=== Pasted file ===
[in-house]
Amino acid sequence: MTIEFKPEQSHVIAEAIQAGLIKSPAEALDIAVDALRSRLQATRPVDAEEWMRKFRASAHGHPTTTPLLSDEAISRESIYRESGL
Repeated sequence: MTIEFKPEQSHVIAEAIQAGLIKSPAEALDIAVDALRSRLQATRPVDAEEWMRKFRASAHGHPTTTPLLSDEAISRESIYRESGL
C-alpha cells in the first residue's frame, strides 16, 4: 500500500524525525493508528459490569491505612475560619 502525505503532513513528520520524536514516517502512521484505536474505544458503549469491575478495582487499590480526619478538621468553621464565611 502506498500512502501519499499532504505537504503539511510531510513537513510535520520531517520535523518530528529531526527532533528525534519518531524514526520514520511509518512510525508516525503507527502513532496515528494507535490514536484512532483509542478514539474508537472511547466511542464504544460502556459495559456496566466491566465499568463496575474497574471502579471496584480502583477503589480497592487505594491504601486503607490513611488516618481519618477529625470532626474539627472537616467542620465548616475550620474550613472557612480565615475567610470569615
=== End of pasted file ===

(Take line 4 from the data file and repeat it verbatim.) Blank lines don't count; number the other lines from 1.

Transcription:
C-alpha cells in the first residue's frame, strides 16, 4: 500500500524525525493508528459490569491505612475560619 502525505503532513513528520520524536514516517502512521484505536474505544458503549469491575478495582487499590480526619478538621468553621464565611 502506498500512502501519499499532504505537504503539511510531510513537513510535520520531517520535523518530528529531526527532533528525534519518531524514526520514520511509518512510525508516525503507527502513532496515528494507535490514536484512532483509542478514539474508537472511547466511542464504544460502556459495559456496566466491566465499568463496575474497574471502579471496584480502583477503589480497592487505594491504601486503607490513611488516618481519618477529625470532626474539627472537616467542620465548616475550620474550613472557612480565615475567610470569615